This may be a very stupid question, but I think it'd be better if someone else besides my professor can explain it to me.

Why is EBITDA the closest proxy to Free Cash Flow: and which type of FCF - levered or unlevered?

EBITDA = Rev - COGS = GP - Opex

Levered FCF = EBIT (1-Tax) + D&A +/- change in working capital - Capex
Unlevered = NI (1-Tax) + D&A +/- change in working capital - capex - debt repayment.

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Comments (8)

  • Prospect in IB - Gen
Aug 9, 2020 - 6:31pm

Neither. It's a proxy for operating cash flow or the CFO section from the CFS. Could be wrong though. The idea is it should be close to CFO because net income is less than EBITDA and includes interest expense and D&A. The D&A is added back in CFO as well as negative changes in net working capital as well as losses from the income statement, so it should be relatively close. Of course there can be significant discrepancies though. EBITDA is relatively easy to calculate though and good approximation of operating cash flow.

  • Prospect in Other
Aug 9, 2020 - 7:55pm

CFO = NI + D&A (or non-cash expense) -/+ changes in wc. What do you mean that it adds back negatives changes in NWC as well as losses on IS

  • Prospect in IB - Gen
Aug 9, 2020 - 9:19pm

Your CFO equation is correct, but you're forgetting to subtract gains from IS and add losses from IS. For example, when a company sells an asset for more than book value, it recognizes a gain on sale. If it sells it for less than book value, it recognizes a loss on sale. These are both non-cash items on the IS, so you need to subtract gains in CFO and add losses. That's what I meant by add losses. For NWC, a negative change in NWC will increase CFO because current assets are going up less than current liabilities. Basically my point was that EBITDA should be close to CFO because CFO uses Net Income(which is a fraction of EBITDA) but then increases with negative change in NWC and losses from income statement. It also adds back D&A which EBITDA is already accounted for. So in general, EBITDA will be relatively close to CFO. It's not exact, and in some scenarios, it may not even be close. However, if you wanted a quick general measure of CFO, you could calculate EBITDA instead of having to do the long ass formula. Remember EBITDA is just a proxy for operating cash flow. It's basically an approximation, and it won't be completely exact.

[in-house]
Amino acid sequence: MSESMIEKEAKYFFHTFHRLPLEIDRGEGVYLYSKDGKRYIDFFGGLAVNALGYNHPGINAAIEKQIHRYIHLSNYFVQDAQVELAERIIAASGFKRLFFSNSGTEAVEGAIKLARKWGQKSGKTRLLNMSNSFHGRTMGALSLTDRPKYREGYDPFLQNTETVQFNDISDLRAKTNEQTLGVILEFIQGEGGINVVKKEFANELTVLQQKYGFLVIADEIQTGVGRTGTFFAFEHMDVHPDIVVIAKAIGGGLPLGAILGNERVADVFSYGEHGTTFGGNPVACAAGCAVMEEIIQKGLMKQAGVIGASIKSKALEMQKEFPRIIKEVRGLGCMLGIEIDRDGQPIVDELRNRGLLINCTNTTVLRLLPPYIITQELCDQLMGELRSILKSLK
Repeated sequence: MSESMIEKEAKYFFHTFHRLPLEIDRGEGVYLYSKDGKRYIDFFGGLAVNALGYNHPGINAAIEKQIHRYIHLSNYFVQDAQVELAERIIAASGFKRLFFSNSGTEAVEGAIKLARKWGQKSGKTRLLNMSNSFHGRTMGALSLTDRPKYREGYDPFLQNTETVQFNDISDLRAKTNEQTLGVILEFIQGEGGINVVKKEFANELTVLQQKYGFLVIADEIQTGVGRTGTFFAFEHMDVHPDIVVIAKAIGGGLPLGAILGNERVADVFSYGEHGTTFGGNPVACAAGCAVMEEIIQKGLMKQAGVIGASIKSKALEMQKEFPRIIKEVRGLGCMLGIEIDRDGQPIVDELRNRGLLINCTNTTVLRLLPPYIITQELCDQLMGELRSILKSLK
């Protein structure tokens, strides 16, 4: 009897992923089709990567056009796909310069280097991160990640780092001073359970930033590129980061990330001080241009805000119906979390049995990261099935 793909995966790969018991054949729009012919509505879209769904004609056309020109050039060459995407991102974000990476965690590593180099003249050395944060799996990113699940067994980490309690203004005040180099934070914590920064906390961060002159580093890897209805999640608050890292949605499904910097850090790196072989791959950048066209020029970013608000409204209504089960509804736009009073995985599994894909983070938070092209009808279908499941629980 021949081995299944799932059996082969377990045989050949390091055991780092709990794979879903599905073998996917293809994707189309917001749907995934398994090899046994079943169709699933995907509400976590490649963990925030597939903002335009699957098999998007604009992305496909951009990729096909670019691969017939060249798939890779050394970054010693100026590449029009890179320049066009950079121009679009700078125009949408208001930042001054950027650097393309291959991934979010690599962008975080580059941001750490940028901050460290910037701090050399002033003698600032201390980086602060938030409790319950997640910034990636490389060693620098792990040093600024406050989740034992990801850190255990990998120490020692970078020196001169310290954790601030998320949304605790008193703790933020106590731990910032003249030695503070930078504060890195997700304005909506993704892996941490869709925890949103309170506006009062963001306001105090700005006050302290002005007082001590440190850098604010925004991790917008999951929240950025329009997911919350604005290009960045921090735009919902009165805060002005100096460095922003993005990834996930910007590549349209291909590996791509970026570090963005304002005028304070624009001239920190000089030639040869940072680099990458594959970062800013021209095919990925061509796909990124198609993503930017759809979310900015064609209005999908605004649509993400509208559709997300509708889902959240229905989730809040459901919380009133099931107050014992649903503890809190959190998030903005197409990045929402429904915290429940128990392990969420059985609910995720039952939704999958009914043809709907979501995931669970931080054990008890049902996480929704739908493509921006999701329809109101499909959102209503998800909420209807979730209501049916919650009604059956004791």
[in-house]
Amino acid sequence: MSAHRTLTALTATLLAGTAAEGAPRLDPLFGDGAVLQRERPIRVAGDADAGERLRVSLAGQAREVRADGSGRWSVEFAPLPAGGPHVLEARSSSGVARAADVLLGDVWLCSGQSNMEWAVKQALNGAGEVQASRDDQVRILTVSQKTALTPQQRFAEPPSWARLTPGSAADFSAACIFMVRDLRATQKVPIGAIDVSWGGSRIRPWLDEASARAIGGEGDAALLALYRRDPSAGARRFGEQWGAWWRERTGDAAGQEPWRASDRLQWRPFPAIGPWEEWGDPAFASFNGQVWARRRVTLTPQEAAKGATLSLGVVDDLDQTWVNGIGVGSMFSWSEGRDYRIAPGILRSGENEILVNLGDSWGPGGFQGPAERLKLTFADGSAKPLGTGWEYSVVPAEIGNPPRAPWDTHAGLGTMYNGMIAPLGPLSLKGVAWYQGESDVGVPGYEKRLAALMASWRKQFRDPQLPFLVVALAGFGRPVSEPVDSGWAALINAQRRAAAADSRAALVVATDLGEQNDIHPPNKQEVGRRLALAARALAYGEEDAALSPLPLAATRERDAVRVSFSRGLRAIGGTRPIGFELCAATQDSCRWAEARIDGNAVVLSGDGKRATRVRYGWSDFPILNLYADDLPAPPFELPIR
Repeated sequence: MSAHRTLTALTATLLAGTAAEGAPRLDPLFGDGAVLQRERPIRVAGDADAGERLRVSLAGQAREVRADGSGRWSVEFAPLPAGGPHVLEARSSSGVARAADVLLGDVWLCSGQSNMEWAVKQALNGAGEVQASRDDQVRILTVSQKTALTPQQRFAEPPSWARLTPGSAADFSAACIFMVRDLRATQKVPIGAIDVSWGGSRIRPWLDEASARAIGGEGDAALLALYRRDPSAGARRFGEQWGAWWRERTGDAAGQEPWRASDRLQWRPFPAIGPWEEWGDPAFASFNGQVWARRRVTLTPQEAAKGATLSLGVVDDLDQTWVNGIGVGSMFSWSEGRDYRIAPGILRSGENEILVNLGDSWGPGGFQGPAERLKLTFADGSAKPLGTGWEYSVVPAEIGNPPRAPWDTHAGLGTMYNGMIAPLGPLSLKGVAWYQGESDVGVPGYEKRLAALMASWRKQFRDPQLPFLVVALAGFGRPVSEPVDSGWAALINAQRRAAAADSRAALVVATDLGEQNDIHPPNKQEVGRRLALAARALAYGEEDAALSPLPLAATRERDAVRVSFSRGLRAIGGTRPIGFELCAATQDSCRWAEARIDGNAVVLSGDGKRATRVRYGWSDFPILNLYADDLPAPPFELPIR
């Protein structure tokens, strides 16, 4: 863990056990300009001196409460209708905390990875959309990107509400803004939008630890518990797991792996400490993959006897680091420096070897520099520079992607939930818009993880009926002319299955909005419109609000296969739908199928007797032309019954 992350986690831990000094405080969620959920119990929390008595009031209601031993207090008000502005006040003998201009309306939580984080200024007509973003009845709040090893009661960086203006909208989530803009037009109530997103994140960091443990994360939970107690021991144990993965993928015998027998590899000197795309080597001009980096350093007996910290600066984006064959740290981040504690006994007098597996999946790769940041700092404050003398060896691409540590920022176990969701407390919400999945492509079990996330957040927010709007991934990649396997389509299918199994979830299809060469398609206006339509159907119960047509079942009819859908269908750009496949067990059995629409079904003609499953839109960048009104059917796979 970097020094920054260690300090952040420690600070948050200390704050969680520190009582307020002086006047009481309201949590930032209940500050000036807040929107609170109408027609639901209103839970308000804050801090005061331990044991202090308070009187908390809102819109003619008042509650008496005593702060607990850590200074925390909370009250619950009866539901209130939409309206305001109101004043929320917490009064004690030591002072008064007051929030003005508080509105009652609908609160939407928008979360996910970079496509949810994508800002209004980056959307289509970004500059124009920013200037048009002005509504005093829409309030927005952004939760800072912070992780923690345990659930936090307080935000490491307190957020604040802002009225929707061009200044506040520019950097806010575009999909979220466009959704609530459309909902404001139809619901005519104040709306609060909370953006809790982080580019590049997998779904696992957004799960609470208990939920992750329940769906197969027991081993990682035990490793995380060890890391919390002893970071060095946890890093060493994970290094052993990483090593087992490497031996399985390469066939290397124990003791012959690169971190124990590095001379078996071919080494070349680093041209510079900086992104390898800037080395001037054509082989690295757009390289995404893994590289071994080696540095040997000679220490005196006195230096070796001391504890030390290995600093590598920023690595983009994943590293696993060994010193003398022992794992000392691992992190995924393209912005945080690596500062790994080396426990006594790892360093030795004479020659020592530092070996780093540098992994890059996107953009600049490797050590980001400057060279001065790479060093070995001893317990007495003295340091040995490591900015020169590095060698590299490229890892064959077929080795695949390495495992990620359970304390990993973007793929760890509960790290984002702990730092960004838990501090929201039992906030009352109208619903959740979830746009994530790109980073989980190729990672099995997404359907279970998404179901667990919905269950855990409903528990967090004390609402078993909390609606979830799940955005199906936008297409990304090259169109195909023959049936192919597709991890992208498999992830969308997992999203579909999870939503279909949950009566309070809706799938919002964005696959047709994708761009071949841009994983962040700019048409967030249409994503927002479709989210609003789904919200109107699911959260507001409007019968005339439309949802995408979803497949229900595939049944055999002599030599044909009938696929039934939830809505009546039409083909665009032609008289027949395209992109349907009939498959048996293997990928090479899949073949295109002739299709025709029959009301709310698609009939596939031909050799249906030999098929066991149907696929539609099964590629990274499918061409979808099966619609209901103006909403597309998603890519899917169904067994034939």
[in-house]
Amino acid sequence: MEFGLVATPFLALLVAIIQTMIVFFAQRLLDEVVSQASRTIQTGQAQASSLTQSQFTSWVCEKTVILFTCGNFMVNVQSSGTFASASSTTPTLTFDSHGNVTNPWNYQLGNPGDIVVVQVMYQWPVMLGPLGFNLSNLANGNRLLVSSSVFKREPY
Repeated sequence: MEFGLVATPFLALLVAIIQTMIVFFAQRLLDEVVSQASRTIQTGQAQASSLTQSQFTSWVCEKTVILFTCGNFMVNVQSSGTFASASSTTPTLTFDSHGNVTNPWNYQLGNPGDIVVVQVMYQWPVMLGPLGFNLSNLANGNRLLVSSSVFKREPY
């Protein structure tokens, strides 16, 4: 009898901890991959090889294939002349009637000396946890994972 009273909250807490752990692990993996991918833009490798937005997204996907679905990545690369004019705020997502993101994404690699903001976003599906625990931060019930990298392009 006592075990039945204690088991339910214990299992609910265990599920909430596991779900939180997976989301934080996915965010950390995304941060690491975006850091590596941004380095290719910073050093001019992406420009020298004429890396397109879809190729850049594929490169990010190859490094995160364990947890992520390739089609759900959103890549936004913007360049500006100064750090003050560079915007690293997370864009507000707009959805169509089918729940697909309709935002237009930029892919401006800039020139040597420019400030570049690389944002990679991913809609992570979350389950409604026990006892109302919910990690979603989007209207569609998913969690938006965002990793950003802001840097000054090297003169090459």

Aug 9, 2020 - 10:19pm

**EBITDA - How to Find-->via Public filings / Calculate "quick & dirty" estimate
see my post on EBITDA below - lengthy but helpful. Portion pasted below w/ hyperlinks

**EBITDA - ways to pull publicly / quick & dirty estimate
1) EDGAR Search - https://www.sec.gov/edgar/searchedgar/companysearch.html
1A) 10-K / 10-Qs - estimate EBITDA-- Operating Income + D&A = EBIT + DA = EBITDA
2) 10-K / 10Qs - EBITDA disclosed
3) Investor Presentation 4Q19 /- Sources & Uses and Pro Forma Cap Table
4) Lender Presentation - Public - Sources & Uses and Pro Forma Cap Table
5) Press Release - 4Q19 Results - non-GAAP financial results supplement
6) Credit Agreement - Definitions - EBITDA - sometimes disclosed
7) S&P / Moody's Ratings Reports
a) Sometimes disclosed - Incremental Facility terms. "$210 or 100% EBITDA" = $210

Combined Company Non-GAAP Pro Forma Adjusted EBITDA Reconciliation

Operating Income $1,100
+D&A 959
+ Other non-cash, net 42
+ Business optimization costs 77
= Operating EBITDA $2,178 (Op Income + D&A = 94% of $2,178)

  • Acquisitions and Disposals 15
  • Unrealized cost savings 168
    = Adjusted EBITDA $2,361 (Op Income + D&A = 87% of $2,361

-so I think Operating Income +D&A is a decent quick and dirty estimate, if you arent going to be penalized for 100% accuracy


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